9 tips to write for clearer translation when your audiences don’t speak English
You’re reading English.
It’s one of the world’s most dominant lingua francas, which means that it’s the common means of communication used between speakers of different first languages.
A lingua franca can change, and can be different depending on the region or context. But for the foreseeable future, English will reign (and English speakers will have the privilege of understanding the majority of words that they encounter).
The majority of US-based nonprofits conduct all of their written communications in English. But what if your nonprofit’s staff members or audiences primarily speak and write in another language? Or if your organization is striving to reach new audiences who are more comfortable with any of the thousands of other languages spoken around the world?
That’s where translation comes in. These tips will help you make the process of translating English text easier, and make your written work more accessible:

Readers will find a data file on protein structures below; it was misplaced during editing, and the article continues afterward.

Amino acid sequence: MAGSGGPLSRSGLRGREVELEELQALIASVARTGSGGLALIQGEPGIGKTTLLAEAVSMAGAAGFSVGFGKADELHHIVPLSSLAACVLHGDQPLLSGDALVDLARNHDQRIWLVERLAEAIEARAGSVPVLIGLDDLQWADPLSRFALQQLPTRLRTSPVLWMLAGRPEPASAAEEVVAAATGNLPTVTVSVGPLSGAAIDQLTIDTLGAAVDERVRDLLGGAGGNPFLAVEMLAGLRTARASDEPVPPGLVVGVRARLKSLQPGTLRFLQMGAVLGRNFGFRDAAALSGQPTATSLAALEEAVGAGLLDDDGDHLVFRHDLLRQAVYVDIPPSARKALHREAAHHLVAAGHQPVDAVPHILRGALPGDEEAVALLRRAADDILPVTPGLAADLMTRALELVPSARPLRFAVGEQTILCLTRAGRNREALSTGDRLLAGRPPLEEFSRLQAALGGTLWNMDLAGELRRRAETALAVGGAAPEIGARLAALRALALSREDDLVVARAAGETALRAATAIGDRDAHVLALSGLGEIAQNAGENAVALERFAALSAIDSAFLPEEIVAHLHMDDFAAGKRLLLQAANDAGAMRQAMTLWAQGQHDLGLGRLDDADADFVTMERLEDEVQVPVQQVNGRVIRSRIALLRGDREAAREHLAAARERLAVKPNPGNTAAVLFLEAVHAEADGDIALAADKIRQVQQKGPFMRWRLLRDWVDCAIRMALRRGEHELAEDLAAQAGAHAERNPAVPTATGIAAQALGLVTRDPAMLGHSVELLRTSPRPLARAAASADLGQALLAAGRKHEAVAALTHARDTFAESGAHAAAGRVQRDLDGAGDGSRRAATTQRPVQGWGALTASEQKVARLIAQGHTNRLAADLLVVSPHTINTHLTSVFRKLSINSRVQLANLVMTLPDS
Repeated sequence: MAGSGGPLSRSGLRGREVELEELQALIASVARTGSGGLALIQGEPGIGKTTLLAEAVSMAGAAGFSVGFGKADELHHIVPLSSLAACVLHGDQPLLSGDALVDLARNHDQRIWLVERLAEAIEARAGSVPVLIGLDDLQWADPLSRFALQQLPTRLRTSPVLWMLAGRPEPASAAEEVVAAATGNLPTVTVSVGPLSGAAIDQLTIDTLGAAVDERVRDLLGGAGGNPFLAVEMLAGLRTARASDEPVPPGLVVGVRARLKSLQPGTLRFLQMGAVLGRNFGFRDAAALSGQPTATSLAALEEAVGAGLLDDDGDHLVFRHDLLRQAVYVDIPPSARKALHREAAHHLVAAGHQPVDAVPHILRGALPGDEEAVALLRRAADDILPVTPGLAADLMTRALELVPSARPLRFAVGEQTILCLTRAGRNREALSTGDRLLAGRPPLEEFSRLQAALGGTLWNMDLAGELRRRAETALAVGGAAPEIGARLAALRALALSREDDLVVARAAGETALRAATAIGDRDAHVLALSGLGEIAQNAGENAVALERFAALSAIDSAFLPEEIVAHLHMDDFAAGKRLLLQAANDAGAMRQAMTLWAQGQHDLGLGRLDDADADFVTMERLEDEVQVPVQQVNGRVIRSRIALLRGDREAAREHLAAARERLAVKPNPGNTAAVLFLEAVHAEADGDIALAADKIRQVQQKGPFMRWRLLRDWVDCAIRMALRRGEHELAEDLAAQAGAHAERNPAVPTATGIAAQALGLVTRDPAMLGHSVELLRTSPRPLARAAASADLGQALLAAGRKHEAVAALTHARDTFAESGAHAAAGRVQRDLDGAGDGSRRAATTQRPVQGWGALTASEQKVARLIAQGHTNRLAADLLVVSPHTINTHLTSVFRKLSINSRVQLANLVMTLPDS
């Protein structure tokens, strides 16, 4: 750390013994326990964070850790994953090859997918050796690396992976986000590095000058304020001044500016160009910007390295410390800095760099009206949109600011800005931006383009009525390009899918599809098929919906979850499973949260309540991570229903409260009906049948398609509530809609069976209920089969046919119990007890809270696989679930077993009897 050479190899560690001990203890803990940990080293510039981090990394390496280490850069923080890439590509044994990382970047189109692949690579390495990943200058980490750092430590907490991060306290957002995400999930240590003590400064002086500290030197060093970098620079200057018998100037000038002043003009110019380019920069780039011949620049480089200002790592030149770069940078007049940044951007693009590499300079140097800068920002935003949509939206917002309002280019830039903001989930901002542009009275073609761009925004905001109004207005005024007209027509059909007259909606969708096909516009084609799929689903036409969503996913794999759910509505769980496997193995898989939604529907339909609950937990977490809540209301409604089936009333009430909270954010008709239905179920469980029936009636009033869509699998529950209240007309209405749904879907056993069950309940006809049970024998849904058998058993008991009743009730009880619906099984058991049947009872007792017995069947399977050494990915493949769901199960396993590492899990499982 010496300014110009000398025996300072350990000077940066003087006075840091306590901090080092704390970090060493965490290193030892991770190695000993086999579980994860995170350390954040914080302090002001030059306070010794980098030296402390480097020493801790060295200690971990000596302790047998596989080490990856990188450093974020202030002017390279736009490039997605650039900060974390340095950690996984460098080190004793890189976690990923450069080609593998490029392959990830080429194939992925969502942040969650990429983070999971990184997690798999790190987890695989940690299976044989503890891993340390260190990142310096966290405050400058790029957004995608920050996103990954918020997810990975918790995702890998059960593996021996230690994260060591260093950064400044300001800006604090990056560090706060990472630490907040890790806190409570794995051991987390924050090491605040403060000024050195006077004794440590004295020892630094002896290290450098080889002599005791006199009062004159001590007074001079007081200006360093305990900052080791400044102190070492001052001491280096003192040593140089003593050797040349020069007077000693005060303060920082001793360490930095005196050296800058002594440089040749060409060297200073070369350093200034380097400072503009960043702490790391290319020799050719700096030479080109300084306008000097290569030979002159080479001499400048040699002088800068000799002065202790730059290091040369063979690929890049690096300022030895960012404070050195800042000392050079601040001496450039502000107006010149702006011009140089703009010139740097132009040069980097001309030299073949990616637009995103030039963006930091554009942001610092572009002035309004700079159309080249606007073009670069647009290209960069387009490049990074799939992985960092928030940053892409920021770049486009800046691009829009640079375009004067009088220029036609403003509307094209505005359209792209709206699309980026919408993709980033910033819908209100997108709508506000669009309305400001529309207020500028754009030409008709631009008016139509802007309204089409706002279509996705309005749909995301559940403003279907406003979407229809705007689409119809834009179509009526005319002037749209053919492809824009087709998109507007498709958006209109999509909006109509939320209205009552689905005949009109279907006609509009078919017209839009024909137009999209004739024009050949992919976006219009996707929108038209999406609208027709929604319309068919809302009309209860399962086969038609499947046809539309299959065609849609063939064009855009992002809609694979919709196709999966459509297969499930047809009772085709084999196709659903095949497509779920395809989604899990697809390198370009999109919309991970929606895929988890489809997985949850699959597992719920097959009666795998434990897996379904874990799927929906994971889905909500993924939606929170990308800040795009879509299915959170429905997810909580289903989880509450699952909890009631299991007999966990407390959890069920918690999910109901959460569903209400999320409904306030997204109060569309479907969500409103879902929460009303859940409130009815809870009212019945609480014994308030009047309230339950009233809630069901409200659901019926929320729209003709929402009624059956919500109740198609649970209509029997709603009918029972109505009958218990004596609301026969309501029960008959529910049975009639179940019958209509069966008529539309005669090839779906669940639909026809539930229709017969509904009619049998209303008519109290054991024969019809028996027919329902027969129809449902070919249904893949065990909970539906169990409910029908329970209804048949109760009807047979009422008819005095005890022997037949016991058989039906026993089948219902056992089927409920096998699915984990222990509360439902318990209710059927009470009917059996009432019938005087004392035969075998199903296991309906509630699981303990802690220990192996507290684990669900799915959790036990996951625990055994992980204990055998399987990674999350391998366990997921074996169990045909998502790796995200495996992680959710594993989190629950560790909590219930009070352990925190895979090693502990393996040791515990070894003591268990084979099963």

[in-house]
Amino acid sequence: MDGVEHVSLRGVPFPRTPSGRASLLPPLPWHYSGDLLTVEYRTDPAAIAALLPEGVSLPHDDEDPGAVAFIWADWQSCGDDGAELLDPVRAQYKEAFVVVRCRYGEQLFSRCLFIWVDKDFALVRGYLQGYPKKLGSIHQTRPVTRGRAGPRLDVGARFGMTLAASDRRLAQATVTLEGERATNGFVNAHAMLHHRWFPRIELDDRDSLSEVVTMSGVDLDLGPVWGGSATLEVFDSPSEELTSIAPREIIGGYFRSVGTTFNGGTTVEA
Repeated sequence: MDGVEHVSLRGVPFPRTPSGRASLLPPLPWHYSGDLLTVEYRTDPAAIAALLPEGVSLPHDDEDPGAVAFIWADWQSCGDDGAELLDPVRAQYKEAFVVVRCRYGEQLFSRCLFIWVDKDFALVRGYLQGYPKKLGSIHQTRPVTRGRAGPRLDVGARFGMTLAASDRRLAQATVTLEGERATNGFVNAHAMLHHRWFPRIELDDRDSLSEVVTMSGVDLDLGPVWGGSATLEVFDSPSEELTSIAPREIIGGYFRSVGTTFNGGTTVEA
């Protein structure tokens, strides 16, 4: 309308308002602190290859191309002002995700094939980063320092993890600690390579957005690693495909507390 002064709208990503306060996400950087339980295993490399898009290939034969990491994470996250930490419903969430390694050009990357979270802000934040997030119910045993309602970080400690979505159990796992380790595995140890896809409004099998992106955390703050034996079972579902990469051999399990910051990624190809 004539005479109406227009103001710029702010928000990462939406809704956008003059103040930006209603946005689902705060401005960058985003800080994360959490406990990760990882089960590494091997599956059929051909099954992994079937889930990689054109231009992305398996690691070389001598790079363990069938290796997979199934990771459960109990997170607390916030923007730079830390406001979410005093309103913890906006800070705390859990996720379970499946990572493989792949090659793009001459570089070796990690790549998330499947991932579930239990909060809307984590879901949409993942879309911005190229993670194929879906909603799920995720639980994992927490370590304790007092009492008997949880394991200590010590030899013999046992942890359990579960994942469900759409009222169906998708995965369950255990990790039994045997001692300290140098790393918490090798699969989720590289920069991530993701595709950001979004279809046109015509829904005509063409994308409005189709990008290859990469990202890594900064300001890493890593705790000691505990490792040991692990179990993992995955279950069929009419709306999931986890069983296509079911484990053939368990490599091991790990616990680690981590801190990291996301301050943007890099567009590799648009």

1. Know your audience.
Not only the language they communicate in, but who are they? What do they believe? What are their core values? What action do you want them to take? These are good questions to ask yourself even if you’re not writing for translation. How can you communicate to them clearly and without bias? (For strategies to avoid bias when defining your nonprofit’s audiences, check out this post by Laura Fisher, Big Duck’s Senior Strategist.)
If possible, learn about your audience members directly. Conducting interviews and focus groups in the language that they speak are great ways to get to know your audience members (and to introduce your organization to them).